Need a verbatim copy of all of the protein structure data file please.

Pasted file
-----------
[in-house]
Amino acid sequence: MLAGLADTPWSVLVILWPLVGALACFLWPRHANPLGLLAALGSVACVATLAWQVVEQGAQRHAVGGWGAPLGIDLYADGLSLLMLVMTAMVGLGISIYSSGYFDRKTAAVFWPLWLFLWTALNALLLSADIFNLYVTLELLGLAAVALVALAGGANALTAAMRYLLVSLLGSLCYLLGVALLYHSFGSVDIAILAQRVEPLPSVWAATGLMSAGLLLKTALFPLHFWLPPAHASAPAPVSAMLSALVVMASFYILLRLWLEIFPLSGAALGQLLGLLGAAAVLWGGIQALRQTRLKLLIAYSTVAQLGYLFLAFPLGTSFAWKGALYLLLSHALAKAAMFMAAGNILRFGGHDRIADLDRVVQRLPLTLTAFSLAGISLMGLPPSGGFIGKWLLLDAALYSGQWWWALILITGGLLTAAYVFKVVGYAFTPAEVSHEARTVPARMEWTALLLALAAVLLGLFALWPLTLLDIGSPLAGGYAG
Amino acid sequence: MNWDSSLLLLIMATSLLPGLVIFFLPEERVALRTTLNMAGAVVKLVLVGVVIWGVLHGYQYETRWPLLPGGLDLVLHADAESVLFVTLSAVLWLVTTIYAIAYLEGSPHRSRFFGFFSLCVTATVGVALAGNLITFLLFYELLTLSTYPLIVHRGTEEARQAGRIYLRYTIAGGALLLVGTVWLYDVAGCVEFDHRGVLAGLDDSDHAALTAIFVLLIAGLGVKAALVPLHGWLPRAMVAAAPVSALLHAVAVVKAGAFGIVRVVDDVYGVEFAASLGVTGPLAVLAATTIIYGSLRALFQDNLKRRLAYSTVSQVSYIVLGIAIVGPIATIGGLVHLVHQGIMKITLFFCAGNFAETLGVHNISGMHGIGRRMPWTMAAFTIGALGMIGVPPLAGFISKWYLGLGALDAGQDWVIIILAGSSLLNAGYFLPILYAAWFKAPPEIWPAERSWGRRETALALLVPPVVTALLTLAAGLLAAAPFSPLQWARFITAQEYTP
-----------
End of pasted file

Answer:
[in-house]
Amino acid sequence: MLAGLADTPWSVLVILWPLVGALACFLWPRHANPLGLLAALGSVACVATLAWQVVEQGAQRHAVGGWGAPLGIDLYADGLSLLMLVMTAMVGLGISIYSSGYFDRKTAAVFWPLWLFLWTALNALLLSADIFNLYVTLELLGLAAVALVALAGGANALTAAMRYLLVSLLGSLCYLLGVALLYHSFGSVDIAILAQRVEPLPSVWAATGLMSAGLLLKTALFPLHFWLPPAHASAPAPVSAMLSALVVMASFYILLRLWLEIFPLSGAALGQLLGLLGAAAVLWGGIQALRQTRLKLLIAYSTVAQLGYLFLAFPLGTSFAWKGALYLLLSHALAKAAMFMAAGNILRFGGHDRIADLDRVVQRLPLTLTAFSLAGISLMGLPPSGGFIGKWLLLDAALYSGQWWWALILITGGLLTAAYVFKVVGYAFTPAEVSHEARTVPARMEWTALLLALAAVLLGLFALWPLTLLDIGSPLAGGYAG
Amino acid sequence: MNWDSSLLLLIMATSLLPGLVIFFLPEERVALRTTLNMAGAVVKLVLVGVVIWGVLHGYQYETRWPLLPGGLDLVLHADAESVLFVTLSAVLWLVTTIYAIAYLEGSPHRSRFFGFFSLCVTATVGVALAGNLITFLLFYELLTLSTYPLIVHRGTEEARQAGRIYLRYTIAGGALLLVGTVWLYDVAGCVEFDHRGVLAGLDDSDHAALTAIFVLLIAGLGVKAALVPLHGWLPRAMVAAAPVSALLHAVAVVKAGAFGIVRVVDDVYGVEFAASLGVTGPLAVLAATTIIYGSLRALFQDNLKRRLAYSTVSQVSYIVLGIAIVGPIATIGGLVHLVHQGIMKITLFFCAGNFAETLGVHNISGMHGIGRRMPWTMAAFTIGALGMIGVPPLAGFISKWYLGLGALDAGQDWVIIILAGSSLLNAGYFLPILYAAWFKAPPEIWPAERSWGRRETALALLVPPVVTALLTLAAGLLAAAPFSPLQWARFITAQEYTP